A couple's ability to stay emotionally engaged and responsive in the face of difficulty predicts marital satisfaction and stability......
Remember the old adage "time heals"? Well, simply letting time pass is not likely to heal the distress and wounds of marriage. Research tells us that marital problems generally do not spontaneously improve. By the time couples separate or divorce, they have experienced on average 6 years of relationship deterioration. Couples who are experiencing marital problems are well advised to spend time and energy on improving the quality of their relationship. Here are other interesting facts we know from research about marriage and family life:
- 70% of couples experience a dip in their feelings of relationship satisfaction after the birth of a child.
- 30%-50% of couples experiencing marital problems have a partner who is clinically depressed.
- Contrary to popular wisdom, it is feelings of estrangement, isolation and loneliness that are the driving force causing marital separation and not conflict or anger.
- A man's health seems to benefit from his just being married. A women's health seems to benefit from having a positive relationship (one where she can confide in her partner).
- 85% of those partners who clam up and won't talk during marital conflict are men. Women, on the other hand, are more likely to pursue issues even in the face of increasing conflict.
- About 45% of children exposed to severe marital hostility (violence) exhibit extreme behavior problems. This is about 500 times the behavior problem rate in the general population.
- mood issues such as anxiety and depression
- alcohol abuse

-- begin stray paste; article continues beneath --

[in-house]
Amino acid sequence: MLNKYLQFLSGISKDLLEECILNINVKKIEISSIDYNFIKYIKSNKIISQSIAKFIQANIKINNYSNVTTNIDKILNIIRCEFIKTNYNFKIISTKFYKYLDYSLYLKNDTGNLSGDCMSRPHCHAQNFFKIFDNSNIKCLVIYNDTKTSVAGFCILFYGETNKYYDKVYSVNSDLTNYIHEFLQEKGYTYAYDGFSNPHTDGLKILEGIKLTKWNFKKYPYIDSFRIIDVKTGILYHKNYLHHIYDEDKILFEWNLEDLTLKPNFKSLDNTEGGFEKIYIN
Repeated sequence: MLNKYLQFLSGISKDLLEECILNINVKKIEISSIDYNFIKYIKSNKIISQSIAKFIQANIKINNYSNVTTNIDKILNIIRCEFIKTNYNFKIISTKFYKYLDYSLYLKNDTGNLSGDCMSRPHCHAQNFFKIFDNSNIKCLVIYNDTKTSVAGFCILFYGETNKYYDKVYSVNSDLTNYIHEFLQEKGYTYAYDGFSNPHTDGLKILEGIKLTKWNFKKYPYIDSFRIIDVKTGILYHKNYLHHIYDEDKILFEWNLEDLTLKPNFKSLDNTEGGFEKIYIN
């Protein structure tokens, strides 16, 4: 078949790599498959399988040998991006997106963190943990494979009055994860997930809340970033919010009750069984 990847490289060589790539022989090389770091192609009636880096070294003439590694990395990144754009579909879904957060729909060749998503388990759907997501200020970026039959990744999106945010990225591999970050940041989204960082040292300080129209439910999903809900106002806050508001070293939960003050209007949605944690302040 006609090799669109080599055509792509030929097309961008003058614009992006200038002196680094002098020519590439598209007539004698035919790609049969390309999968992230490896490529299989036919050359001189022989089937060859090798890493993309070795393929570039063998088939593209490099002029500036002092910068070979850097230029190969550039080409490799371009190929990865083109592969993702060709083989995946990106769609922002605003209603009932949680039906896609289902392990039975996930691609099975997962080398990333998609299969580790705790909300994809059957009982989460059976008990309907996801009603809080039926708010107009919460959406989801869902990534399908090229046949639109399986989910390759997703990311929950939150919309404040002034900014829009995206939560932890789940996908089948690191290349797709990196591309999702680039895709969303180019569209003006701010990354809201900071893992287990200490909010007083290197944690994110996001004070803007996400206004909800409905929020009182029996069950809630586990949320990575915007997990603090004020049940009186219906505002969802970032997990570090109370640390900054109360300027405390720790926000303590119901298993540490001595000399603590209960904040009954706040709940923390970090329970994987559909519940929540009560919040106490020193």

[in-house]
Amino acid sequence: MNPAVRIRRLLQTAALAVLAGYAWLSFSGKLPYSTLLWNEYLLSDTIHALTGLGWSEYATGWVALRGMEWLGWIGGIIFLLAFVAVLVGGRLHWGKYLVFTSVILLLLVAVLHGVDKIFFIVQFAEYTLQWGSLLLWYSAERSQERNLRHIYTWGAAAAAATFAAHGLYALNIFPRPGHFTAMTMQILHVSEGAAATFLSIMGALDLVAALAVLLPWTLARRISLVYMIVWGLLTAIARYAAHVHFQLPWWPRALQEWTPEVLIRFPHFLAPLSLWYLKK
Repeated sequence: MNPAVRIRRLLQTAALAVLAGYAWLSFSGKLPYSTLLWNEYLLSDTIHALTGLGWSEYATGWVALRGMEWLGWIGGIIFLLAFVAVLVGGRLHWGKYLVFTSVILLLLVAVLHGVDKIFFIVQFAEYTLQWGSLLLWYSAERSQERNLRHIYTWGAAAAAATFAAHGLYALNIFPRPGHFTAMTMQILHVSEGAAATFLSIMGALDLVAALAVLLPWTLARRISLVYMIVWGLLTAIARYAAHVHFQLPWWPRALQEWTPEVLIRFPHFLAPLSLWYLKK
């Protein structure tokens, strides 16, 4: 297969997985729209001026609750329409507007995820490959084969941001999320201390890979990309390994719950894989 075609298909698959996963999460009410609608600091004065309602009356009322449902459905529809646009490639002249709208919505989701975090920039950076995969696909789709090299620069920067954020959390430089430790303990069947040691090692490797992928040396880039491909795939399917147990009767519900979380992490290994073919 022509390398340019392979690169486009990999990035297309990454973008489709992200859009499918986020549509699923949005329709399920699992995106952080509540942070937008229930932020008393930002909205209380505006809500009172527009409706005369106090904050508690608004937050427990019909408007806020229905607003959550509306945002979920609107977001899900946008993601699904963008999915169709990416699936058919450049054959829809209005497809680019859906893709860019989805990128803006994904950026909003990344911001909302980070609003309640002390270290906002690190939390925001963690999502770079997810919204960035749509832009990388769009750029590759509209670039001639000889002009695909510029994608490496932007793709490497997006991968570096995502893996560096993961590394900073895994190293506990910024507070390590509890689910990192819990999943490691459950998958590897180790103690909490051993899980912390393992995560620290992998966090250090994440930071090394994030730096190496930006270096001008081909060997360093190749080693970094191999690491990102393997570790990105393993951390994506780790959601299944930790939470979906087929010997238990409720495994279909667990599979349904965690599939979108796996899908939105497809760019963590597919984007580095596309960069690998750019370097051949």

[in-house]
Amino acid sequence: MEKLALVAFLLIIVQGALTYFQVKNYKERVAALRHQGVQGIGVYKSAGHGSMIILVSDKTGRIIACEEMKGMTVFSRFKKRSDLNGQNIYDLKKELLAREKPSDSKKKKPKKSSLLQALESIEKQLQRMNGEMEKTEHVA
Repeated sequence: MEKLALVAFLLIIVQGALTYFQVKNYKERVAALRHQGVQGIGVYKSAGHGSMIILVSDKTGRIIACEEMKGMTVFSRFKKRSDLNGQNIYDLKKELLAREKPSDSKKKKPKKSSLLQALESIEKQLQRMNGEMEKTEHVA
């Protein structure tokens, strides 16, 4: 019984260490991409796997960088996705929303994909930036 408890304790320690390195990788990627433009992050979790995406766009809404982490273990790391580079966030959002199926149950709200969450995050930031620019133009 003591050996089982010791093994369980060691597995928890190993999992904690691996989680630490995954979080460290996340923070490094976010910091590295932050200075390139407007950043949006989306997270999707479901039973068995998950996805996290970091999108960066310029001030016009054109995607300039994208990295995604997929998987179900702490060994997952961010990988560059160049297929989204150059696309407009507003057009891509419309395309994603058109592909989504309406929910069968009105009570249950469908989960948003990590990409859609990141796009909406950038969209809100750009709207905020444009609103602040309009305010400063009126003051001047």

- anger and aggression
- inappropriate outside relationships
- financial issues
- parenting differences
- sexual differences and dysfunction
- friends and family issues
- interests and leisure time differences
When to Seek Help?
The line is very thin between when partners experience a relationship as "troubled" and when they experience it as "too late to work on." For example, a husband may be surprised when his wife decides to leave. He may have ignored the warning signs and decided to wait to address the marital problems, hoping they would go away. But he is shocked when the divorce process unfolds very quickly and his partner decides that it is too late, gives up and leaves. Couples are well advised to heed the warning signs of marital estrangement and work on their relationship early. When couples are making efforts to improve their relationship but are not making progress by themselves, they should consider working with a professional marriage therapist before one partner gives up.
How Can Therapy Help?
The therapist can help guide you and your partner along the path toward building a safe and responsive connection. He will help you identify repetitive negative behavioral patterns, and the feelings that underlie them. The therapist provides a safe atmosphere to help each partner express those feelings and to facilitate listening and acceptance between partners. The therapist's role is to help the couple learn how they have become stuck and unable to make connection and how they can build on their own resources to reconnect. The therapist is also trained to help couples with special issues including aggression, substance abuse, affairs, depression, sexual issues and parenting concerns. When shopping for a therapist to assist you with your relationship, make sure that you make a wise investment. Finding the right Couples Therapist with the right approach can be very important when turning for help. A poorly trained and/or a not very skillful therapist may cost you the only chance you have at improving your connection with your partner. Make sure that you make it count.